Contacts are simply objects in the directory that represent people and contain attributes with indicators as to how to contact them. Contacts neither represent users of any directory, nor convey any privileges to log on to the network or use any network or domain resources.

The point of the contacts object is to create within Active Directory a phonebook of sorts, with names of vital business contacts that reside outside your organization—partners, customers, vendors, and the like. Because Active Directory as a directory can be queried by the LDAP protocol, which most groupware applications support, the contents of contacts objects likely can be accessed directly within that application.

9. Global Catalog

The global catalog , in an Active Directory environment, acts as a sort of subset directory that is passed among all domains in a particular forest. Consider that Active Directory gives you the ability to connect to any computer in your particular Active Directory tree. If you have a small organization, this isn't much of a problem, but in a large organization with many domains, can you imagine the performance lag while Active Directory tries to (a) find the correct domain where your account resides, then (b) communicate with it, and finally (c) log you in? You would be waiting for a significant amount of time for all the pieces of the puzzle to come together in a complex Active Directory implementation.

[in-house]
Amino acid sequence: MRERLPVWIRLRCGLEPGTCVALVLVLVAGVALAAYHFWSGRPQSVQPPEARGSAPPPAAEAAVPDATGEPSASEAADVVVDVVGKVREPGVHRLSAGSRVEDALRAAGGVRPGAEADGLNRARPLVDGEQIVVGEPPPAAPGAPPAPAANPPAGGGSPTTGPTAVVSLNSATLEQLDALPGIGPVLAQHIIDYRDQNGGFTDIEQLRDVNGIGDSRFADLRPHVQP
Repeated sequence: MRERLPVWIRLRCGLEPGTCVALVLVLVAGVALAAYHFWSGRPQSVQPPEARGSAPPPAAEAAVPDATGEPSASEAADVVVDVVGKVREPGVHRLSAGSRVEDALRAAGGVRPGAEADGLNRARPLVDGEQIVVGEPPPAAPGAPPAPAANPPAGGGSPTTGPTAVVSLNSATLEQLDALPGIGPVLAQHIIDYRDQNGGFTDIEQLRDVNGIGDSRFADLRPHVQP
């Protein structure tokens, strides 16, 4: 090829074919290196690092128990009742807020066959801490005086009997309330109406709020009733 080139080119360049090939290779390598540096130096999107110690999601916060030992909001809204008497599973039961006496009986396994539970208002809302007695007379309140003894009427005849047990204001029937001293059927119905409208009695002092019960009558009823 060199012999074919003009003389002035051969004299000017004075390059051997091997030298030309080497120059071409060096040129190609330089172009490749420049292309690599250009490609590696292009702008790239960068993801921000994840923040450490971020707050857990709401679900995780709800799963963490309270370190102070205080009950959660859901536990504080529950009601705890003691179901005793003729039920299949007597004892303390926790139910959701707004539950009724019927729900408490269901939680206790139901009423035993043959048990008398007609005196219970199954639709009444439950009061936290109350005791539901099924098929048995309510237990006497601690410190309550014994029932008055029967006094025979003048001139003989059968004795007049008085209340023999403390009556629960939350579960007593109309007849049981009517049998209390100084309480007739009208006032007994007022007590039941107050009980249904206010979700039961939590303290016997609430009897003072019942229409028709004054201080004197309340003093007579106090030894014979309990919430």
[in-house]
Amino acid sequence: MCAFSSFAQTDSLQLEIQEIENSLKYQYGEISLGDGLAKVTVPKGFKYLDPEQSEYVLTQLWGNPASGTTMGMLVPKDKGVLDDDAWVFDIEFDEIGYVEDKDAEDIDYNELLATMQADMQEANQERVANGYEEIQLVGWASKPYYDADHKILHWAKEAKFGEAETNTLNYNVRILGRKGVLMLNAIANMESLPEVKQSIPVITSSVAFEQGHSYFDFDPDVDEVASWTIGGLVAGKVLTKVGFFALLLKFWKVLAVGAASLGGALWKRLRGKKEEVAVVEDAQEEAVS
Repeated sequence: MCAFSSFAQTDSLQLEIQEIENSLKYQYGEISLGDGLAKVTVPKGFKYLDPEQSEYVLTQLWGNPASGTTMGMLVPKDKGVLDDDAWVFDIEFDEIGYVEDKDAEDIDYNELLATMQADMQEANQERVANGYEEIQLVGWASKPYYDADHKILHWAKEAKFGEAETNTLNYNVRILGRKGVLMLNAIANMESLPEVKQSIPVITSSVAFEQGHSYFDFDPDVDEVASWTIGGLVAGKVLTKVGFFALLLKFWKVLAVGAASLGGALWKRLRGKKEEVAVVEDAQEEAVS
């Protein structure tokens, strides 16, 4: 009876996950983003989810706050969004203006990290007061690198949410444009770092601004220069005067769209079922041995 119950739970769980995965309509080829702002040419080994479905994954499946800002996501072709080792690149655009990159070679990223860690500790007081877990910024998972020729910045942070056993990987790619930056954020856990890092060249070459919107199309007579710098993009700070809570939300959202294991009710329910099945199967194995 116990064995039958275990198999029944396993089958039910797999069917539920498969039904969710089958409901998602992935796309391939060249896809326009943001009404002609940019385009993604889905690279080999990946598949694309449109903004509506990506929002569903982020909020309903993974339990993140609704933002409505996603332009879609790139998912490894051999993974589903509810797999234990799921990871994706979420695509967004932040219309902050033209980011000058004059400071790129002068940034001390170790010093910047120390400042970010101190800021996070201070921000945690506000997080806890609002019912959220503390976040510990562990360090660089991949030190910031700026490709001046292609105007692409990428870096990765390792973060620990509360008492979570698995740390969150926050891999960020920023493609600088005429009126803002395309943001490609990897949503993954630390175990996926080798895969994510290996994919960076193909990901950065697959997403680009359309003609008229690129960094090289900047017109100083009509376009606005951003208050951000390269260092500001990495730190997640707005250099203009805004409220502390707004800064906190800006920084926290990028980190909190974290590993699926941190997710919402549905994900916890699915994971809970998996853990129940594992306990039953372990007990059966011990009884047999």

For that reason, Active Directory constructs a subset of all the domains in a forest and puts it into what's called the global catalog (GC). The GC contains a list of all domains in the forest and a list of all the objects in those domains, but only a subset of the attributes for each object. This is a fairly small bit of information compared to the rest of the directory, and because of its reduced size, it is easy to pass on to given domain controllers in the forest. So, now when a user connects to a computer in any given domain in a forest, the nearest domain controller checks the username against the GC and instantly finds the correct "home" domain for a user and the authentication process can begin.

The GC also contains the name of each global group for every domain in the forest, and it contains the name and the complete membership list of every universal group in the forest. (Recall that universal groups can contain users and other groups from any domain in the forest.) So, limit your use of universal groups, lest you decrease the performance of your users' logins.